We are kicking off the first installment of our Ask the Expert feature today, where we speak with Hong Kongers about their profession. This week we discussed acupuncture with Judy Xu, Practice Manager at Oriental Health.</ em>
LOCALIIZ: Why would someone voluntarily request to be stuck with needles?
XU: Let me share a recent experience with one of our patients who had a needle phobia. After a careful and detailed explanation of the procedure and benefits of acupuncture the patient gave acupuncture a try. The person felt immediate pain release and in the end continued with two acupuncture treatments per week as part of a health program.
The patient’s whole energy level has increased along with a better well-being of body and emotions; it’s as simple as that. Acupuncture is an effective healing method with scientific research behind it.
We have patients that even come in regularly for acupuncture as part of their wellness and illness prevention program. Acupuncture can act similarly to massages that help maintaining a healthy balance and retain good looks.
LOCALIIZ: Is it a painful process?
XU: Generally, acupuncture is not painful. I have noticed though that people experience the needling sensation differently. The needles have a very narrow diameter of only 0.25 to 0.30 millimeter and can be quickly adjusted if the patient feels any discomfort. If any unpleasant sensation is experienced during insertion, it is often compared to a gentle electric or tingling sensation. The number of acupuncture needles used depends on the needs of the individual and can range from 2 to 30 needles or even more.
LOCALIIZ: What are the most common ailments?
XU: We often use acupuncture to release chronic pain and help with weight loss, insomnia, PMS, digestive issues, and depression. Acupuncture is successful in the treatment of many more types of diseases since [it] releases hormones that help to regulate the body’s health system and well-being.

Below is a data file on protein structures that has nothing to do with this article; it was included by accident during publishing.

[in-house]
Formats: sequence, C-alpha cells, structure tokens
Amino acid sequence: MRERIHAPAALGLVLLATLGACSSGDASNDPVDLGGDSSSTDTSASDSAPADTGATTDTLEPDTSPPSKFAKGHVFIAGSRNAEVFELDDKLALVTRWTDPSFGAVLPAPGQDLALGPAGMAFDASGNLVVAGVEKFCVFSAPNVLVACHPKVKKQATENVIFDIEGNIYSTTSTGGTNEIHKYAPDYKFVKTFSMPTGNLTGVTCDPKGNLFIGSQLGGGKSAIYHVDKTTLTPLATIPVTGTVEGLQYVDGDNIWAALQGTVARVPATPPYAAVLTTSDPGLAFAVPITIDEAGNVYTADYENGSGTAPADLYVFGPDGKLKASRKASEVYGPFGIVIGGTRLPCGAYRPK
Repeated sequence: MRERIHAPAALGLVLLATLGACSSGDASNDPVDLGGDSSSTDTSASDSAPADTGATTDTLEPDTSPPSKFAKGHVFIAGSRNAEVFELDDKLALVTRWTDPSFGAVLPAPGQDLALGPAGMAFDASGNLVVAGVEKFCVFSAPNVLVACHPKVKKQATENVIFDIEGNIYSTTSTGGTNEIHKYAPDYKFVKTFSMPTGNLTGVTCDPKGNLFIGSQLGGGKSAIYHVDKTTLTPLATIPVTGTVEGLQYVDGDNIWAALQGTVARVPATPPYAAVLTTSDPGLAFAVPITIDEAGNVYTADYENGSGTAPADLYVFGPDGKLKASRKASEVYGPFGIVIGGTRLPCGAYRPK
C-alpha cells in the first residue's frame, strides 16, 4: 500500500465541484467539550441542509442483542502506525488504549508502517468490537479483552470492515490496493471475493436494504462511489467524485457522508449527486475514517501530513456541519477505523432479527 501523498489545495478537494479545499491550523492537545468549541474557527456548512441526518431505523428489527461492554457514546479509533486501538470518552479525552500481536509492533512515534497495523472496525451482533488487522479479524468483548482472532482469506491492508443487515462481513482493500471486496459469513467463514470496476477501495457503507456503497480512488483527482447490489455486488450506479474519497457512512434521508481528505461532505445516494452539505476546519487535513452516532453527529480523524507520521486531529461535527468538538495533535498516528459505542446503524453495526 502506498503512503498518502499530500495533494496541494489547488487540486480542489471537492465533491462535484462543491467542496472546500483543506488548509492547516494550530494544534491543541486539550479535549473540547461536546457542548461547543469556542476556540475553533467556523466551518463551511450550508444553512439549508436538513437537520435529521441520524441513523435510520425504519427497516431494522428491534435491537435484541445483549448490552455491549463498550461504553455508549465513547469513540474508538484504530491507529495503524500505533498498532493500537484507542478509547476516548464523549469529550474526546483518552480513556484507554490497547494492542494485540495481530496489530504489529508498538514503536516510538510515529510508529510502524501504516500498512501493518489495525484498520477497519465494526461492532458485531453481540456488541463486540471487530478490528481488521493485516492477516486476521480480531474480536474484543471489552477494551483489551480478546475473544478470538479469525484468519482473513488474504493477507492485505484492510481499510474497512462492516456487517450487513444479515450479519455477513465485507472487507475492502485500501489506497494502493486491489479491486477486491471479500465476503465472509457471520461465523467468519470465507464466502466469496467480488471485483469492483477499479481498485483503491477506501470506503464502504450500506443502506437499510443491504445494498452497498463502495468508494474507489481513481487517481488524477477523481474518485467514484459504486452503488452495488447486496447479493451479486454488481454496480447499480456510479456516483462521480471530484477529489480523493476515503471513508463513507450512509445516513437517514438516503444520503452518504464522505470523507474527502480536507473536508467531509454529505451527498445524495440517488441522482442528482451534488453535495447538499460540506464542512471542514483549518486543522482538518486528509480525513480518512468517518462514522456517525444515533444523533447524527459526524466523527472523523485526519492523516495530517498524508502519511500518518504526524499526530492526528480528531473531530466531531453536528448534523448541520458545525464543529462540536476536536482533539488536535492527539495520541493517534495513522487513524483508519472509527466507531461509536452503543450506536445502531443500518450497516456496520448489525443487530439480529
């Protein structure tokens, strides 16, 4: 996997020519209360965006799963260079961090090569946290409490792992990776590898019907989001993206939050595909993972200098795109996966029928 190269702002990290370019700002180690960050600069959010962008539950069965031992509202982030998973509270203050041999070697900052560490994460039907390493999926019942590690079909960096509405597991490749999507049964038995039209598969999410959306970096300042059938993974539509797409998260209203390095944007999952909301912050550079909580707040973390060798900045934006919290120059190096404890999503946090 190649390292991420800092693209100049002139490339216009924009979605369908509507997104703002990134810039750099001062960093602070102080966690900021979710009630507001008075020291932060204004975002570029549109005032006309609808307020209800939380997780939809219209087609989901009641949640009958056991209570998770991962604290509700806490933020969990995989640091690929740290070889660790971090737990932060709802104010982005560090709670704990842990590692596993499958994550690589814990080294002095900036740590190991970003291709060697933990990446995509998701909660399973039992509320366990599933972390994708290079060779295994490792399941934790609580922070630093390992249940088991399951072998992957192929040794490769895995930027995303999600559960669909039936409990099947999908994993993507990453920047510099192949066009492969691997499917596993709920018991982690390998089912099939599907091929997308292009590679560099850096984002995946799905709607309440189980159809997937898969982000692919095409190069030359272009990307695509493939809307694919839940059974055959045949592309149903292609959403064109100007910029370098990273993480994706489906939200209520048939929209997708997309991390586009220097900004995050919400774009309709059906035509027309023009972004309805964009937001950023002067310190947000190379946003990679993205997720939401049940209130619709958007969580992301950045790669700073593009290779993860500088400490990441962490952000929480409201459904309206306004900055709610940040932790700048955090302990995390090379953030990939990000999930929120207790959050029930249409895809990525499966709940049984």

LOCALIIZ: What questions should someone ask when first contacting an acupuncturist?
XU: Make sure your practitioner is licensed and a registered Traditional Chinese Medicine (TCM) doctor if practicing Chinese medicine acupuncture. Experience counts a lot, so I would ask for how long the acupuncturist has been practicing. It is good to know if the practitioner treated someone successfully with a similar specific condition and to find out his or her feedback. You might also want to ask in what type of acupuncture (TCM, auricular, facial, scalp, or Japanese and Korean) the practitioner has experience since some acupuncture styles are known to be more effective to treat certain conditions.
LOCALIIZ: How often should someone seek treatment?
XU: The number of acupuncture treatments depends on the condition of the person. For patients seeking to balance their health and to use acupuncture for well-being we recommend one acupuncture session per month. For chronic pain and serious diseases the treatment should be twice a week in the first month. Afterwards, the treatment frequency can be slowly adjusted to once a week and towards the end to once a month to maintain a healthy and balanced condition.
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